You cannot simply do a juice cleanse and expect to lose a lot of weight or even any weight at all. I will admit, when I did a three day cleanse a while back, I felt a lot lighter. I lost 5lbs right off the bat, and my tummy felt really flat. But do you really think that 5lbs will stay? Yeah....if I continue to do a liquid cleanse for the rest of my life maybe! But that's not realistic and would never happen. I generally like to do a cleanse whenever I ATE TOO MUCH FOOD for a long period of time. What happen is, if I'm eating an unusually large amount of food or junk food, I know my stomach has expanded. Therefore, I will continue to want to eat a lot of food. A juice cleanse or "liquid fast" basically forces me to CONTROL MY INTAKE of food. You're eating so little for the next day or couple of days, your stomach will shrink yes, but not by much. It's really a way for me to practice SELF CONTROL. And for foodies like myself, it's important to create some kind of catalyst for yourself, that will make it easier to eat normally and more healthily. 

My only fear of doing a cleanse for longer than a few days, is that my body will get used to not eating much. Which you might think, 'well isn't that the whole point?' Yes and no. If my body gets used to only consuming liquids, then the reaction to solid foods will shock my body back to normal. What that means, for me at least, is that I will gain weight back TEN FOLD. I am not saying this is the case for every person, but you should know your body well enough to know how it reacts to eating changes, and I know my body very very well. It does not take "fasting" very lightly. And the moment I put any solids back into my mouth, I bloat like a blowfish. Yes, fasting for a long period of time does shrink your stomach, which means you will be less inclined to eat a lot, but your body has years and years worth of habits to it. You are not simply going to eat like a supermodel just from cleansing for a week. If you like french fries and burgers, you damn well better believe you will be eating those things again, and your body is not going to be happy. 

Point is, juicing cleanses are not meant for DIETING purposes. Yes, if you want a quick fix for your wedding day, it can't hurt to do. But it shouldn't be the reason you do a juice cleanse. If you really want to lose weight really quickly, just eat under 1200 calories for a week and lift weights. There is no point in buying expensive juices just to lose a couple of pounds, unless you're juicing at home. But then you would still need to buy all the produce. Rather, doing a juice cleanse can help rid of more toxins and make you feel physically and mentally uplifted. It is because our bodies were not made to consume so much processed foods and taking in all these natural raw ingredients, really makes our organs happy.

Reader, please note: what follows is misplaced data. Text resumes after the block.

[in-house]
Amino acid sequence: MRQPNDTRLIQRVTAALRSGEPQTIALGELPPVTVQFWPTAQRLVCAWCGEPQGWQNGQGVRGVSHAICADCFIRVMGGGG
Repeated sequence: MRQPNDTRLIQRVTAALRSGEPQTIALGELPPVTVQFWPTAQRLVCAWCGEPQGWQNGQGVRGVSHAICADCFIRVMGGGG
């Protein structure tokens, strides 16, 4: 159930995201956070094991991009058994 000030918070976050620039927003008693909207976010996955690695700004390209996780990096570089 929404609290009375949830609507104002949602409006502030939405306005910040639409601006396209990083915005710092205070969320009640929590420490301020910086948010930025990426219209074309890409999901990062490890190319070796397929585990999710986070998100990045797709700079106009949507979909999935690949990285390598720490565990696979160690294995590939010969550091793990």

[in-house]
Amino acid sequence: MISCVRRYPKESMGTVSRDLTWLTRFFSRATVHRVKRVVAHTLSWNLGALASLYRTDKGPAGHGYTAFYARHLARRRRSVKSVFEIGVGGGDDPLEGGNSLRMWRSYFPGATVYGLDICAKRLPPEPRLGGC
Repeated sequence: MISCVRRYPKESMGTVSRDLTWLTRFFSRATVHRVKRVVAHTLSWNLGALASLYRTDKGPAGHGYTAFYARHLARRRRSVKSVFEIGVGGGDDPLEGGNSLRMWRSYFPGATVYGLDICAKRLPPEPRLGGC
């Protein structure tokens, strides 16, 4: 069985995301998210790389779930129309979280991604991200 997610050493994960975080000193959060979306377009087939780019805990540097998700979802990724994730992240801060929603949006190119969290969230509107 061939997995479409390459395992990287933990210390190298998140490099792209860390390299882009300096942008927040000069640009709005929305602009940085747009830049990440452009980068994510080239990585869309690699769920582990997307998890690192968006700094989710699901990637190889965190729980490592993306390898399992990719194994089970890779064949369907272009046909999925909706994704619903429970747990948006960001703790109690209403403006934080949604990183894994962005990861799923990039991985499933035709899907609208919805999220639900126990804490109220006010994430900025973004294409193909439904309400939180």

So are juice cleanses stupid fads? Kinda. Really there are other ways to feel uplifted, feel physically better and lose weight. Obvious ways being, WORK OUT. Do yoga. Go run. Eat healthier. Eat a salad instead of a burger. Opt for less fattening dressings. Eat less of junk food. These juices are marketed in a way that screams "DO THIS AND YOU WILL FEEL INSTANT RESULTS" because that's the American way lol. Everyone wants fast results but fast results never mean anything long term. And that is why I want to change myself for the better and that does not mean buying juices every month. It means working out, eating healthier, being more active and treating my body right. And by "treating" I mean literally, treat it to some delicious food! All in moderation of course. 

They aren't exactly healthy alternatives either. But rather, it's a good way to jump start yourself into a healthier lifestyle. There is definitely nothing WRONG with these juice cleanses. There is nothing bad about putting healthy vitamins into your body via plants. But also, we have to be mindful of the fruit juices because even though it's not a sweetener, it is still SUGAR. Sugar is sugar. Beyond that and beyond them being a little on the expensive price, juicing is a great way to get yourself into the mentality of eating healthier. And our bodies will thank us for it if we keep it healthy in the long run.